As a result of these cases, a conversation regarding the use of making videocameras a required part of a police officer’s uniform has been sparked once again.

Some areas have already used the technology, with positive results. For example, in Rialto, California, citizen complaints and police use of force incidents plummeted within the first year of implementation.

Since the Brown incident, the stock price of Taser, a company that manufactures police cameras and the electrical weapon of the same name, has increased 15 percent.

Also in response to Brown’s death, Hawthorne, California Mayor Chris Brown announced plans to introduce a city ordinance mandating the use of body cameras on all police.

“I am simply not willing to gamble with a single life, or the wrongful accusation of upstanding officers,” Chris Brown wrote.


In September of 2012, New Brunswick police also arrested protestors and stifled the right to free speech in the wake of the killing of Barry Deloatch at the hands of Officer Brad Berdel, who later resigned after receiving 15 months of pay for no work.

Just days after the killing, a police officer who supervised the Internal Affairs unit of the New Brunswick Police Department was criminally charged with mishandling 81 cases against his fellow officers.

Mayor Jim Cahill quickly announced a new system for citizens to have their internal affairs complaints heard, but so far no one who has utilized the new system has been satisfied.

Noble Aaron El Shabazz had filed two official internal affairs complaints with the NBPD, both of which implicated the officer who would later kill Deloatch.

Shabazz had also written a letter to Cahill that went unanswered.  Now, nearly three years later, Shabazz and Timothy McDougald both say that Cahill’s internal affairs appeal process has been useless.

Neither the mayor nor the police department responded to Mr. Shabazz’s internal affairs complaints initially and even after the new process was announced, it still took two years for Shabazz to get a hearing.

Both his hearing, and McDougald’s, which took place earlier this year, were not audio recorded despite such a recording being required under the new rules.

Shabazz eventually got a ruling in his case, but former Judge Barnett Hoffman ruled that since Officer Berdel had already left office, no further investigation was warranted into the claims brought by Shabazz.

According to Mr. Shabazz and his wife, Kalifa El Shabazz, the City of New Brunswick handled Mr. Shabazz’s initial internal affairs complaint improperly.

“My Queen and I would like to express our solidarity with the family of Michael Brown, as well as all victims of racist police brutality such as Eric Garner and countless others,” Aaron tells New Brunswick Today.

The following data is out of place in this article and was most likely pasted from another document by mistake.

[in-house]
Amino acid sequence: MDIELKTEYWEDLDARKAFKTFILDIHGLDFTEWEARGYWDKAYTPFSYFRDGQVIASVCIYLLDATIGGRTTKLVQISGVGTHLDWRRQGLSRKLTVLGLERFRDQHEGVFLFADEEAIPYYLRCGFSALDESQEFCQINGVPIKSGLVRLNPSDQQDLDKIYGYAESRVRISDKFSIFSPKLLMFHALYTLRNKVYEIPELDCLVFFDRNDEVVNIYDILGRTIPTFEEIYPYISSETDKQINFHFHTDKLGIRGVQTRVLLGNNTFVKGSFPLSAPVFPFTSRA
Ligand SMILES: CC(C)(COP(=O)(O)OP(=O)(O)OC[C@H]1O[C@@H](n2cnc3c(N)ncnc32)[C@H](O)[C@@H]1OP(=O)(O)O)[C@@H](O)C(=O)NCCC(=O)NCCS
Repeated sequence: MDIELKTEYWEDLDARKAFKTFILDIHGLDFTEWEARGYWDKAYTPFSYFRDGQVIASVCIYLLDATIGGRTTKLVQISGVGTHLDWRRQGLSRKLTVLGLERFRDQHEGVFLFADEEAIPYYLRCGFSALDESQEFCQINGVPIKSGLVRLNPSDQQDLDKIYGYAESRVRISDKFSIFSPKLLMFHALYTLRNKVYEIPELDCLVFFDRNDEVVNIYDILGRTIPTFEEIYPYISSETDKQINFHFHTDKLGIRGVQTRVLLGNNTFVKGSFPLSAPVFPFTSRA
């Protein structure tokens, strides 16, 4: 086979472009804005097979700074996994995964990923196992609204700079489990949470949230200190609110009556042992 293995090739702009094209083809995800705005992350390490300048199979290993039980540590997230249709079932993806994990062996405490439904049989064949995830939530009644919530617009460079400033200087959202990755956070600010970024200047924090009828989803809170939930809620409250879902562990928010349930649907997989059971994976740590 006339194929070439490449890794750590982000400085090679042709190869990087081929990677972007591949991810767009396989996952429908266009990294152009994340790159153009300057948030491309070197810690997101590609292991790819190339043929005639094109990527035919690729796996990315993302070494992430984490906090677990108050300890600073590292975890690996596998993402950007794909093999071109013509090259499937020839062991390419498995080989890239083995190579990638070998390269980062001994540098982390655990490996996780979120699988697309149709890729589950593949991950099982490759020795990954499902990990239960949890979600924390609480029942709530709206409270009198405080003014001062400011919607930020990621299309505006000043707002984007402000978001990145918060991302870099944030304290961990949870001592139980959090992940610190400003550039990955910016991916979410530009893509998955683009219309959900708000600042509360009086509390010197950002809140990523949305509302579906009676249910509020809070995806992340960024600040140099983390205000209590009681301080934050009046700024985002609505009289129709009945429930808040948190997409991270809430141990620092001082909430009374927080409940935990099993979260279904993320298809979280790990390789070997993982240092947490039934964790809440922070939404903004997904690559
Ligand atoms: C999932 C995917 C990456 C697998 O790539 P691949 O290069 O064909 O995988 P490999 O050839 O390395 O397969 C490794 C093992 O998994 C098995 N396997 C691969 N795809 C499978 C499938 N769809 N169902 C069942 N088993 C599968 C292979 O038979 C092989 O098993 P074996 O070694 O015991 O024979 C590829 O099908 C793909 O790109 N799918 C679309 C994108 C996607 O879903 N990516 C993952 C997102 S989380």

“We also express our support for all kindred-spirits of every nationality who firmly believe in justice for all and are willing to take a stand to try and make that a reality whether by protesting, lawsuits, boycotts, or by any means necessary.”

Both Mr. and Mrs. Shabazz are starting to become known as a New Brunswick power couple, searching for justice within an unjust system.

Both of them regularly address the City Council on what they see as a miscarriage of justice, making powerful speeches that point out the flaws in the city government’s logic.

“Honestly, for me, I am beyond marches,” Kalifa explained to New Brunswick Today.

“Please don’t get me wrong. I mean no disrespect to those who do march… Everyone makes a contribution in there own way and it all is appreciated.” 

“We need to diligently demand they make change and that they start truly keeping the scales of justice even. We can not let up off of them,” Kalifa said.

“We need to be in their face every chance we get, demanding they take immediate actions every time… We really need our justice system to make some serious changes and start holding these police and other officals accountable.”

Reporter at New Brunswick Today |

Molly O'Brien started writing for New Brunswick Today as a freelance reporter in February 2013.

Molly writes stories on government, arts, free events, bilingual events, education and more.

Molly graduated from Rutgers University with a B.A. in French Linguistics and Linguistics, where she also studied Writing and Journalism. Molly also graduated Rutgers Law School.

She is open to any suggestions for stories or tips. You may contact her via text at 732-743-8993.

Molly O'Brien started writing for New Brunswick Today as a freelance reporter in February 2013.

Molly writes stories on government, arts, free events, bilingual events, education and more.

Molly graduated from Rutgers University with a B.A. in French Linguistics and Linguistics, where she also studied Writing and Journalism. Molly also graduated Rutgers Law School.

She is open to any suggestions for stories or tips. You may contact her via text at 732-743-8993.